Canada Day!

Today was our turn to share with the world, we hosted workshops this morning and afternoon with a focus on sharing a little piece of our teaching methodology; the SAFE concept. We also hosted an indoor workshop where we gave an overview of our system, more on that later.

The SAFE concept is nothing new to us, it has been part of our course content for many years but sort of fell out of view slightly, overshadowed by many of our excellent teaching concept we’ve brought to the members in recent years, most notably the Competencies and the Practical Teaching Skills. The SAFE model provides a tangible lesson structuring tool for instructors to introduce, develop and refine new skills. Initially used as a beginner teaching technique, the SAFE model can be adapted to more advanced manoeuvres and concepts.

S: Explanation / Demonstration of the tactic. A: Practice in a controlled environment, lots of feedback. F: Mileage and Practice. E: Add variation to the movement (edge / slope / movement change).

5 of us presented this session today, offering different presentation style and giving almost all of us a chance to teach snowboarders from all over the planet, not an opportunity you get very often, if ever, for most of us. I headed out with 2 Americans, 2 Polish, 1 Australian, 2 Swiss and 2 Slovenian riders; incredible amount of knowledge in one group… slightly intimidating! The pressure to perform was definitely felt.

First step was to ensure understanding of the SAFE model by using a very basic piece of our Quickride, more specifically skating, every country has skating as part of their beginner “progression”, naturally, as it is how we all get around the flats and load any type of lifts, finding common ground on a manoeuvre was the objective to ensure a focus on the teaching methodology and not get caught up into a “we do it this way in our country” type of scenario. Once clear on the model, it was time to up the difficulty to keep everyone engaged, we settled on Short Turns, another consistent tasks amounts the various systems present in the group.

Static: The good old twist the disc analogy to use the feet to turn the board (turning with the lower body), while this tactic as almost as old as CASI itself, much to my surprise, not many had heard this analogy before. A black groomed run (albeit very slushy) was the venue. Time for a demo.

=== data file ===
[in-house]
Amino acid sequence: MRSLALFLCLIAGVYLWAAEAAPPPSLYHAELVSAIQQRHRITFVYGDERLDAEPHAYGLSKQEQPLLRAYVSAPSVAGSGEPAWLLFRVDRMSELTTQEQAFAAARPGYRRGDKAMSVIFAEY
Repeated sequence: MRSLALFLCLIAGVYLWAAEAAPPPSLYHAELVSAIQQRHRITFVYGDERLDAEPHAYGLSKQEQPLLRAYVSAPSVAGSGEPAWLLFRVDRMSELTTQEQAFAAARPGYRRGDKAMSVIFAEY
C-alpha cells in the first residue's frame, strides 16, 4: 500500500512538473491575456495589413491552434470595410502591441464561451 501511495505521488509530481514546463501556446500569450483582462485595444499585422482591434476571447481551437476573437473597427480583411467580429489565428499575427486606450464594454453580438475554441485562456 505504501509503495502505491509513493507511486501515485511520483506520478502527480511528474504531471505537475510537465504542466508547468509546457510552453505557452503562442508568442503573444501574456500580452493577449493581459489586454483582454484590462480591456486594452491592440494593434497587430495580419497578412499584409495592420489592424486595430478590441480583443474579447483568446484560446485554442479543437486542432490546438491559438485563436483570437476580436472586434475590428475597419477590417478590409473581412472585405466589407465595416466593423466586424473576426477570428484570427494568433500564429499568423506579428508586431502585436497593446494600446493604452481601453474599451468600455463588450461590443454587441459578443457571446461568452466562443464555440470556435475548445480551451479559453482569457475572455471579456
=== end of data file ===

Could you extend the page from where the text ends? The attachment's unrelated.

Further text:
Active: Time for everyone to give it a try. Very interesting to observe the various movement patterns from different systems. Feedback is next… which had to be prefaced by “my goal is not to make you ride like me or the Canadian way” as this is not a CASI certification course, which brings an interesting dynamic within the group as you can tell they are comparing this to their own way of performing this task. Everyone was a good sport and gave it a try… lots of questions ensued.

Free: Time for mileage while guiding them safely. Very cool to watch that many high end riders tearing apart a slope and having a good time.

Experiment: Let’s add a variation. I started by giving them a variation to try. Building on twist the disc I had them attempt to twist one disc at a time, separating the turning effort between front and back foot relating them to phases of the turn. I then followed it up with having them come up with a variation of their own, lots of good stuff came out there and we all gave them a try accompanied by some great discussions.

With a bit of time left I took them to the park to discuss how this model can be applied to any riding environment and together we came up with a manoeuvre that we can apply to this model to; in this case ollies and nollies. For sake of time we skipped A and F and went right to E, having them do ollies and nollies on various features of their choice while cruising through the park, super fun way to wrap it up!

Well received, great times and discussions were had with everyone. I feel privileged to have been given this opportunity to present at Interski for the 3rd time, career highlights for sure, a huge thank you to you, the members, and the Interski comittee for giving us this opportunity.

Thank you CASI!

Luc Belanger

Team America ‘F’ Ya!

Today I had the opportunity to hang out with an amazing group of instructors from the United States of America (I may be pronouncing it wrong).

Team America got to Bulgaria a few days earlier than everybody else. They unpacked their bags and headed into the small towns around the resort. Their purpose was to meet up with the children of the towns to get them started on their journey of snowboarding.